Stories for the Children
… M.K. Raina
Three Questions - Part 2
(Click for Part 1)
revealed that he was not always a poor man, but hailed from a well to do
family. His father Chalaka was a pious man and helped the needy. His
mother was an orthodox lady, shrewdly dedicated to her religion. She would
seldom venture out of her house. The family had a large chunk of land
which was enough to feed them throughout the year. They also had a good
house to live in. At the age of twenty, Anusuya was married to Pushpalata.
They were a happy family.
Chalaka, had a cousin by name Taraka. He was a man of
vices and had lost everything on drinking and gambling. He had to even
sell off his land. Chalaka, tried to correct him many a times but to no
avail. When Taraka turned a pauper, he got jealous of Chalaka. Chalaka
having no inkling of Taraka's jealousy, wanted to help him. He gave him a
small piece of land in charity and advised him to reform himself. Taraka
accepted the offer but requested that the land be transferred through a
proper deal. He said he was particularly suspicious of Pushpalata
rescinding the offer after Chalaka was no more. Chalaka agreed and asked
Taraka to get the transfer documented. Taraka got the documents and
Chalaka put his seal on them. Taraka however did not take possession of
the land immediately, stating that he was waiting for an auspicious time.
As ill-luck would have it, Anusuya's father and mother
met a fatal accident while on a pilgrimage. The news came as a shock to
all the villagers, for whom they were next to God. Entire village mourned
their death. But there was one man who rejoiced on their death. He was
After a couple of days, Taraka approached the still
mourning Anusuya and Pushpalata and asked them to surrender their land and
house to him. He showed them the papers bearing Chalaka's seal. He claimed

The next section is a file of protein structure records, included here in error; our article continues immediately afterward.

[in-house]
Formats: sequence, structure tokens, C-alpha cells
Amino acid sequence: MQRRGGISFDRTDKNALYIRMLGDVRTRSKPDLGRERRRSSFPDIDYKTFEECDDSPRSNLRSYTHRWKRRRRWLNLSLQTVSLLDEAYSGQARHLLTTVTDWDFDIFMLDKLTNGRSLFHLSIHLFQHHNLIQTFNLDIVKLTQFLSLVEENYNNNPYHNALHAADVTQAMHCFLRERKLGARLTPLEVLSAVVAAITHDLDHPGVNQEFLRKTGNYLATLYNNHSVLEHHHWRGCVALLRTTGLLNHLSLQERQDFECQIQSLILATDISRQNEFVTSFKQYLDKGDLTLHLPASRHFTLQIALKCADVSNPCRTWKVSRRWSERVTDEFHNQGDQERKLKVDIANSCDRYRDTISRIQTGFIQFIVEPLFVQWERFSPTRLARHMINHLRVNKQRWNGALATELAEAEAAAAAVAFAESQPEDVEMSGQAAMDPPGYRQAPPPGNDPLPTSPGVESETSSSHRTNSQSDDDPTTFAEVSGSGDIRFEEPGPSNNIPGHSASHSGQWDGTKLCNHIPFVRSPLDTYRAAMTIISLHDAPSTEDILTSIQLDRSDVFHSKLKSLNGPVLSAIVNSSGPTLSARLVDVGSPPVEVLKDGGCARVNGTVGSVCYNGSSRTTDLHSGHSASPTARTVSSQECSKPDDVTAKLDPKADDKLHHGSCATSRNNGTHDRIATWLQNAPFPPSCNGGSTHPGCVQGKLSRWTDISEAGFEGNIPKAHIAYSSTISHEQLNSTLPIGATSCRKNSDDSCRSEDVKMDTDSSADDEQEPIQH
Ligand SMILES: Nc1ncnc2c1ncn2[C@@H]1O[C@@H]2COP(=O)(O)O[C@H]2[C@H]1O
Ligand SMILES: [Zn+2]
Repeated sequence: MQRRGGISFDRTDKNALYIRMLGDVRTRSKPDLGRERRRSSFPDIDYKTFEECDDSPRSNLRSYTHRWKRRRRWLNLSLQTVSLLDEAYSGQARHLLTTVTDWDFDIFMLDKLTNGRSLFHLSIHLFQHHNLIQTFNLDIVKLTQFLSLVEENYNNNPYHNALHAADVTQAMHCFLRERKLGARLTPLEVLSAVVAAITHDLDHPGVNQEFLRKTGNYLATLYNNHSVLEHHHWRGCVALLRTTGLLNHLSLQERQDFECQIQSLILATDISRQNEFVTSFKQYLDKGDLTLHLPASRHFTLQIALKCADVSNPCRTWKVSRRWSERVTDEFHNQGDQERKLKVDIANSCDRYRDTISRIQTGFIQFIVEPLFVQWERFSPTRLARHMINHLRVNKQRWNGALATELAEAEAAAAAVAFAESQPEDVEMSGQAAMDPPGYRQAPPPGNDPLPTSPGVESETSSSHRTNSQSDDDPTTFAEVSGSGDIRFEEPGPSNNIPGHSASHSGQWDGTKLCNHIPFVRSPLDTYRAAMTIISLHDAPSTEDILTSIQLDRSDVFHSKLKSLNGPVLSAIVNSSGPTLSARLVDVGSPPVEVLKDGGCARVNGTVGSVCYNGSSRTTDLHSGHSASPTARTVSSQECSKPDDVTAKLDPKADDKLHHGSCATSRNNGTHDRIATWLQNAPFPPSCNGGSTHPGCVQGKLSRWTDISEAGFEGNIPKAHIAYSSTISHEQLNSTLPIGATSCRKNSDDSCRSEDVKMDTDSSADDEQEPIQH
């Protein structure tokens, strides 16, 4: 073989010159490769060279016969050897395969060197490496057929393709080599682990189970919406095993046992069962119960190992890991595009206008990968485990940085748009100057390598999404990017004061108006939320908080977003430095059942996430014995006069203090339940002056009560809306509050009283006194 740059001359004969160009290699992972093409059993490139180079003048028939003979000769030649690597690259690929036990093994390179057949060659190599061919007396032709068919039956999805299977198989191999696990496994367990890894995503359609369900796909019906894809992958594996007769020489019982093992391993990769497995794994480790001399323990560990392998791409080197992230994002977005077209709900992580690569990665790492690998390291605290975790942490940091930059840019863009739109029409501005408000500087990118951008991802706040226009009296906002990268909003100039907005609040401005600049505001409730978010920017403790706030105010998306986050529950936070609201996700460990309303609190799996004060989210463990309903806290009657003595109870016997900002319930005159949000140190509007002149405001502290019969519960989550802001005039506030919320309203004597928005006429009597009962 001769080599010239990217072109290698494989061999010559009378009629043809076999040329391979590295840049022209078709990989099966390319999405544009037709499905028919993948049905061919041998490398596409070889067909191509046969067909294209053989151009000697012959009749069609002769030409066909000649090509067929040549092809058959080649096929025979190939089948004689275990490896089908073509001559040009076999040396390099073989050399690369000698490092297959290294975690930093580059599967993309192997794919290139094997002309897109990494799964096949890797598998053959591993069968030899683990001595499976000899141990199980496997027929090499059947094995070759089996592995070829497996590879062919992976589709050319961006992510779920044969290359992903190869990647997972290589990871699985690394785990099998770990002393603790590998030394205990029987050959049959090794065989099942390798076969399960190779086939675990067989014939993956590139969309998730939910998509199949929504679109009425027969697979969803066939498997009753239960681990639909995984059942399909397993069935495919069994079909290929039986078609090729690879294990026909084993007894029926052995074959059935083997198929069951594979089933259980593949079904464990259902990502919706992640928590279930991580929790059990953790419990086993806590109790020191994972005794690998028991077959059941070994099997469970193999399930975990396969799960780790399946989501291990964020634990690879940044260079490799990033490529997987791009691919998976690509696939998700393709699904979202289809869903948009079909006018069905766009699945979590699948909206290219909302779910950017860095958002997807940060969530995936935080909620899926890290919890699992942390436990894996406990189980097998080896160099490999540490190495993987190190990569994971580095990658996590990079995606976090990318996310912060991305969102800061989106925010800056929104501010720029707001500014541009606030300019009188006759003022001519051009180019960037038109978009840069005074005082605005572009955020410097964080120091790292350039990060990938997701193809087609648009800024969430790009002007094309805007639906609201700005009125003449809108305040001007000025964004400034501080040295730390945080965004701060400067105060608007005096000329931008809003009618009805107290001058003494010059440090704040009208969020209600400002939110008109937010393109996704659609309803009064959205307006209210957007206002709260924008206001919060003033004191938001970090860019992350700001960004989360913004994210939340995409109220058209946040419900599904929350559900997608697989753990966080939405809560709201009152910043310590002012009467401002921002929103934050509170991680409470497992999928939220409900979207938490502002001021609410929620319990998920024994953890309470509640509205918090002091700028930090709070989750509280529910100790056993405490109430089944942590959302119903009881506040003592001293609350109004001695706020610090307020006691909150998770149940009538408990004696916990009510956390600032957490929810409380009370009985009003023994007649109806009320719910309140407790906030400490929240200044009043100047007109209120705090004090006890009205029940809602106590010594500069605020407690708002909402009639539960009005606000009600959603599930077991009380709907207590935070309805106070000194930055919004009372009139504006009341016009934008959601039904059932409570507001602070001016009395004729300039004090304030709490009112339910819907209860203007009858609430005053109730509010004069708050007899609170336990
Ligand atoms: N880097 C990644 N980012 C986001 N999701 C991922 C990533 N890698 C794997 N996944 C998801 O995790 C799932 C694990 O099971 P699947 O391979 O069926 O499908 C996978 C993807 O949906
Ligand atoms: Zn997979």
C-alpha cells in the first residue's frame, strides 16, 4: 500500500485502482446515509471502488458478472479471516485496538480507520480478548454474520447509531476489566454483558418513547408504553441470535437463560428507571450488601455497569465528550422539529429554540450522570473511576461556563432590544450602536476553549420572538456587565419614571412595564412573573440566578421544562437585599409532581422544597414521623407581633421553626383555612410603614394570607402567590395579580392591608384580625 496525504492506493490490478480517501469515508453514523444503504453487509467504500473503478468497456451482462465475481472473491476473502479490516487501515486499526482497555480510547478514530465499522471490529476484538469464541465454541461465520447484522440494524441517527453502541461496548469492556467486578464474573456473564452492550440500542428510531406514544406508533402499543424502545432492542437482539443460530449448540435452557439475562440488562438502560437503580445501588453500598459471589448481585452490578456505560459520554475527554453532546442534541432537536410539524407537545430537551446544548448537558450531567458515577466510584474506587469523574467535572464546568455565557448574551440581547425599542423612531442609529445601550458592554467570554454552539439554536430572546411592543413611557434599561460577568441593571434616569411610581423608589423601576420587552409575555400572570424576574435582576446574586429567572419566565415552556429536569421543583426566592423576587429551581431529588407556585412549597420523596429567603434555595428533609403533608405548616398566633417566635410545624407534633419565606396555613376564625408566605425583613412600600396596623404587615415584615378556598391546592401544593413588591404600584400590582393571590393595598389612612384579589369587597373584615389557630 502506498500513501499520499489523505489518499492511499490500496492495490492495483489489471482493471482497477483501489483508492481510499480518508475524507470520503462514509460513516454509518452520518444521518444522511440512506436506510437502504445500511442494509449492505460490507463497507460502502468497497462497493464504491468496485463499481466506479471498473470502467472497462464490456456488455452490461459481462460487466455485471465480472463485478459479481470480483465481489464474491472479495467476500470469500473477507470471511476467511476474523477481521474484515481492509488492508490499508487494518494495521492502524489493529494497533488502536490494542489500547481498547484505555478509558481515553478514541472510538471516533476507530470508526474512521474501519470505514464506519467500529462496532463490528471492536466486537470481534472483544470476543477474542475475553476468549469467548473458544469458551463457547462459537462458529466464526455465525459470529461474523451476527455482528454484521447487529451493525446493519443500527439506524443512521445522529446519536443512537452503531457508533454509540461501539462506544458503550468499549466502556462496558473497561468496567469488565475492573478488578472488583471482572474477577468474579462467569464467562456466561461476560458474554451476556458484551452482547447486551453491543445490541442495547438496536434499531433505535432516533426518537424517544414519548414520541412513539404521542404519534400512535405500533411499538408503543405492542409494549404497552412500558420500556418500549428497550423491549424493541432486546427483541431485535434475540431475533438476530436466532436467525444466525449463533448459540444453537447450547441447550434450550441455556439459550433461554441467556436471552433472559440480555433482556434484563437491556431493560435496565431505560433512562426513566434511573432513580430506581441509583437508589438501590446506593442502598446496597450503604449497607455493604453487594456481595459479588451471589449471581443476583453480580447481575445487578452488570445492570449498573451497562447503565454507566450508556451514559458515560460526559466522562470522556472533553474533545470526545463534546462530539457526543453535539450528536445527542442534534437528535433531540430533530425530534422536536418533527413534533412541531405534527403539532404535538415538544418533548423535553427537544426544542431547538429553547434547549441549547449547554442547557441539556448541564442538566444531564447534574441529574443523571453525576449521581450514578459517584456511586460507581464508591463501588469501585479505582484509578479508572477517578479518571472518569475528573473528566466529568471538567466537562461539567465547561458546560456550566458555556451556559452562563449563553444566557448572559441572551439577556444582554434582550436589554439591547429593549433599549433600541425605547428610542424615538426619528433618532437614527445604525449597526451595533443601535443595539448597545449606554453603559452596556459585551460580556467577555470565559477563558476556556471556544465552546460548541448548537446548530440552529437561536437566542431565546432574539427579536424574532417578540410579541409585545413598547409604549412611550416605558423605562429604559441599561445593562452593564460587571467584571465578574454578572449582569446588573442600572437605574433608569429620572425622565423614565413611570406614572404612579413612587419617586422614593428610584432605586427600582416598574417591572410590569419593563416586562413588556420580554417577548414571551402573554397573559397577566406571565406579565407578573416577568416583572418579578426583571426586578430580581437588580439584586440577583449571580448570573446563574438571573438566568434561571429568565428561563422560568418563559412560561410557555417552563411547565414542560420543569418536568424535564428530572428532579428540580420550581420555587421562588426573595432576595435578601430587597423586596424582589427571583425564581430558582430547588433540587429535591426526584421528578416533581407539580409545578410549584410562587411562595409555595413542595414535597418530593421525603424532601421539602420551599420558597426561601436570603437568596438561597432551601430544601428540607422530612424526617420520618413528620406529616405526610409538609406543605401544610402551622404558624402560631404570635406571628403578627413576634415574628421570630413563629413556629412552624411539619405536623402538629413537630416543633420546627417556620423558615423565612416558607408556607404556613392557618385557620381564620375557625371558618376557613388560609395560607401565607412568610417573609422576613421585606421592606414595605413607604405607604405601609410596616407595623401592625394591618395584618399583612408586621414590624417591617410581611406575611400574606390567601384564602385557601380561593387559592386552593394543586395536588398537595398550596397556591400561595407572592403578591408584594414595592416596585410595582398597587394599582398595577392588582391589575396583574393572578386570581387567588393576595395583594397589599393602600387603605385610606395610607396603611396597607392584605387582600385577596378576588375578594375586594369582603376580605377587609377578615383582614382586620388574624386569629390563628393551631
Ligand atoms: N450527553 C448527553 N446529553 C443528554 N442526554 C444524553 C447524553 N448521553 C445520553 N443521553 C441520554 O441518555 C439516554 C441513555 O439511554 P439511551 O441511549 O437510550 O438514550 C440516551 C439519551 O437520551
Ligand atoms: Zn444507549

that the property had been sold by his father to him. Anusuya and
Pushpalata were taken aback. They were sure the papers were fraudulently
obtained. They complained to the village elders, but they could not help.
Papers clearly proved Taraka's claim.
Anusuya and Pushpalata vacated the house. They erected
a small hut in the corner of a vast area of barren land a little away from
the village. This land also belonged to them and luckily was not included
by Taraka in his deed. They moved into the hut along with their four year
Anusuya and Pushpalata had to start their life afresh.
The land they owned now, was slopy and the river water could not reach it.
Having no option, Anusuya decided to cultivate a small portion of land
with such crops needing scanty rainfall. He worked hard and gradually
started earning a meagre livelihood.
A good house had always been Pushpalata's dream. She
did not mourn the loss of land as much as she mourned the loss of her
house. Anusuya knew it. He promised to give her a new house but did not
succeed. He had nobody to help him. And the Rain-god did not seem to
favour him either.
• • •
Ananta was moved with Anusuya's pathetic story. He
decided to help him. So when Anusuya asked him if he could work with him
in his fields, Ananta agreed immediately. He had no specific destination.
He thought it was better to start looking for the answers right from here.
And who knew, God only brought him to that place to know the truth?
Anusuya and Ananta first removed all thorny bushes and
stones from the entire barren land. They then levelled it in terraces. It
took them almost three months. At the extreme elevation, there was a big
hump of stone conglomerate. They started breaking the hump with whatever
means they had. After days of toil, when they were about to finish the
job, a miracle occurred. Ananta's axe struck the bed of the conglomerate
with a bang. A crevice was formed and water came gushing out through it,
in the form of a spring. Anusuya and Ananta, both cried out with joy.
Water flowed down with force, flooding the entire land below. Anusuya ran
home to tell Pushpalata about the miracle. Ananta sat on a stone nearby,
watching the water meandering its way all through the land. On reaching
the site, Pushpalata could not believe her eyes. She fell at Ananta's feet
in gratitude. Ananta had brought them good luck.
With their sheer will, Anusuya and Ananta transformed
the whole area into a beautiful cascade of fields. These fields became the
prize land of the village now, because of the high yielding spring. In six
months' time, the duo's hard work bore fruit. The fields were full of
golden crop which fetched Anusuya a very good sum. Second harvest earned
him much more than his expectations. He then started constructing his new
house. In a short span of time, Anusuya was well settled. Pushpalata was
very happy, for, she had a good house now. Ananta was also happy working
In due course of time, Anusuya earned a fortune.
Pushpalata was fond of jewellery. She told her husband that she wished to
buy a jewel-studded necklace for herself. Anusuya bought her a necklace,